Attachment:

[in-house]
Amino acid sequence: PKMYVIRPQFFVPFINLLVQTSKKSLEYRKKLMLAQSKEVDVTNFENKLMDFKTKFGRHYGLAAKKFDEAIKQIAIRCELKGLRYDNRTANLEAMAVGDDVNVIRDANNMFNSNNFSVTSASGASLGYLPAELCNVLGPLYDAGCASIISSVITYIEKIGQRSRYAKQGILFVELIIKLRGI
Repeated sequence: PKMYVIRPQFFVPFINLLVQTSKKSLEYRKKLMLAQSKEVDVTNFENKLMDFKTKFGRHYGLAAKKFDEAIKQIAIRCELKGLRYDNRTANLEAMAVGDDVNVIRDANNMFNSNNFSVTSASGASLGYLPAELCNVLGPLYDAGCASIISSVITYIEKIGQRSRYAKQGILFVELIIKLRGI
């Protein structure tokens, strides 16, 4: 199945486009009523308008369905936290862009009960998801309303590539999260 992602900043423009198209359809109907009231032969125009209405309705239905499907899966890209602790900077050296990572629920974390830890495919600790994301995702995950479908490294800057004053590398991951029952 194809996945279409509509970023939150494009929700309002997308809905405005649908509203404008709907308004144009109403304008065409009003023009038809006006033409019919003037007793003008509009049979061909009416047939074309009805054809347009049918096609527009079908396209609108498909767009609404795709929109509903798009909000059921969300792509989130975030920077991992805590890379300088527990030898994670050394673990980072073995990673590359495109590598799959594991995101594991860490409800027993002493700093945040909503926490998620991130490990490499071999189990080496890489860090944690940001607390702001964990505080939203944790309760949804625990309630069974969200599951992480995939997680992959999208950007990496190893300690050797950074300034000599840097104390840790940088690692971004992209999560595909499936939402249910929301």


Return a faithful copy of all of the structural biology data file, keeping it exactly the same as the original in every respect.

[in-house]
Amino acid sequence: PKMYVIRPQFFVPFINLLVQTSKKSLEYRKKLMLAQSKEVDVTNFENKLMDFKTKFGRHYGLAAKKFDEAIKQIAIRCELKGLRYDNRTANLEAMAVGDDVNVIRDANNMFNSNNFSVTSASGASLGYLPAELCNVLGPLYDAGCASIISSVITYIEKIGQRSRYAKQGILFVELIIKLRGI
Repeated sequence: PKMYVIRPQFFVPFINLLVQTSKKSLEYRKKLMLAQSKEVDVTNFENKLMDFKTKFGRHYGLAAKKFDEAIKQIAIRCELKGLRYDNRTANLEAMAVGDDVNVIRDANNMFNSNNFSVTSASGASLGYLPAELCNVLGPLYDAGCASIISSVITYIEKIGQRSRYAKQGILFVELIIKLRGI
């Protein structure tokens, strides 16, 4: 199945486009009523308008369905936290862009009960998801309303590539999260 992602900043423009198209359809109907009231032969125009209405309705239905499907899966890209602790900077050296990572629920974390830890495919600790994301995702995950479908490294800057004053590398991951029952 194809996945279409509509970023939150494009929700309002997308809905405005649908509203404008709907308004144009109403304008065409009003023009038809006006033409019919003037007793003008509009049979061909009416047939074309009805054809347009049918096609527009079908396209609108498909767009609404795709929109509903798009909000059921969300792509989130975030920077991992805590890379300088527990030898994670050394673990980072073995990673590359495109590598799959594991995101594991860490409800027993002493700093945040909503926490998620991130490990490499071999189990080496890489860090944690940001607390702001964990505080939203944790309760949804625990309630069974969200599951992480995939997680992959999208950007990496190893300690050797950074300034000599840097104390840790940088690692971004992209999560595909499936939402249910929301």